Anyway, after we got our assignments, we went up to what Président Staheli likes to call Consecration Hill. It's the ruins of the castle where Louis XVI was born, set high up on a hill overlooking Paris. You can probably imagine my reaction to THAT view. If you can't, imagine someone having a mild seizure and you'd be pretty darn close. He calls it Consecration Hill because he found you can kind of see components of Lehi's vision from the top. There's a big tree, a straight path with an iron handrail running along one side, the muddy Seine below, and the big city on the other side of the river. He asked us to take a few minutes and write in our journals some thoughts and goals for our mission. I chose a particularly lovely bit of the iron gate and leaned against it and began to gush in my journal. I am just SO blessed! A few times a day I'll stop and tell Soeur England "wait. we are in EUROPE." she says she still has those moments too after being out a year. It's seriously a fairytale being here!
After Consecration Hill, I met Soeur England at the mission home and we drove to Paris to get on a train to Belgium. We drove through a huge tunnel and suddenly there was the Arc de Triomphe! love it. We got to the train station and all that was left for our train were first class tickets. So, we sat ourselves down in red velvet armchairs and little ladies in hats offered us pear tarts in soothing voices. HEAVEN! trains are just magical. gosh, i must sound like such a weirdo going on about trains and ruins. But this is my thing! i love ALL of it. Even when we're trudging through deep snow with wind-burned faces. even when we're standing on the side of the road waiting to cross and a car drives by, splashing us with cold, muddy puddle water. even when people slam their doors. It's a dream come true, every single minute of it.
SO we got to Liège and were met at the gare (train station) by our zone leaders. Elder Weber is from Germany and Elder Duarte is from Portugal. They're AWESOME. we dropped my stuff off at our apartment and the rest is history! I love it here. It's absolutely freezing (around 5 degrees) but the people are so nice and sweet. Church was cancelled yesterday because of the weather (boo) and i seriously can't wait to go this sunday to meet everyone!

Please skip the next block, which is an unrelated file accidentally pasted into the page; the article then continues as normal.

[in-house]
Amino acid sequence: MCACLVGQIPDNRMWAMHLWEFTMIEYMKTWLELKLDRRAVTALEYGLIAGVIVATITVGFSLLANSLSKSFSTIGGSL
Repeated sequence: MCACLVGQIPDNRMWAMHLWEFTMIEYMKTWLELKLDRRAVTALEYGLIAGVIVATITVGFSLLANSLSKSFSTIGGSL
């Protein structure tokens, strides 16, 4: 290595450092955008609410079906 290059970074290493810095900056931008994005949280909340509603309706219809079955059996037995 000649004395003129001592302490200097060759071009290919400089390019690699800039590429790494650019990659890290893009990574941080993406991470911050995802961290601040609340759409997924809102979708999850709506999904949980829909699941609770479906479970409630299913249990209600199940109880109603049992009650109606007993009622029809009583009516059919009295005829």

On Christmas Eve we went out contacting and we placed my first Book of Mormon with a man named Julian. He seemed really lonely... I hope we can help him out. We're calling him today I think to follow up... I'll let you know how it goes!
We went to the Lapagne's for Christmas Eve dinner. Jean Pierre Lapagne is the Branch President of Liège 2 (we're in Liège 1). It was SO much fun. They are so very kind and hilarious. His wife, Joélle, is the fastest talker I've ever heard. I understood some of what she said :) They have four kids: Bastian, Loic, Laeticia, and Maxime. They served us some sort of meat (Richard guessed game hen... i have NO idea) and lucky us, we got the innards. Oh my gosh, it's a miracle I didn't barf. The rest of the meal was really good: potatoes, spiced miniature plums (they were yellow!) chestnut sauce, cranberry sauce, a cheese plate with baguette, and buche de noel for dessert. It was really good, minus the puréed hen liver or whatever that was.
we start teaching lessons tomorrow... The buses were shut down for days, so we haven't been able to teach at all. I'm so excited to meet our amis!
*some mission vocab:
Ami de L'église (friend of the church) = investigator. most of the time, it's shortened to just "ami"
Bleu = greenie. I have no idea why it's a different color in France. So i'm a bleu, not a greenie.
um... that's all i can think of right now. I'm sure I'll be adding to it.
whew. that was the longest email of my life. I'm going to try to figure out how to email pictures now... i LOVE all of you! keep writing letters, i can write whenever i want now, not just for two seconds on friday afternoons :)
who now lives in Belgium.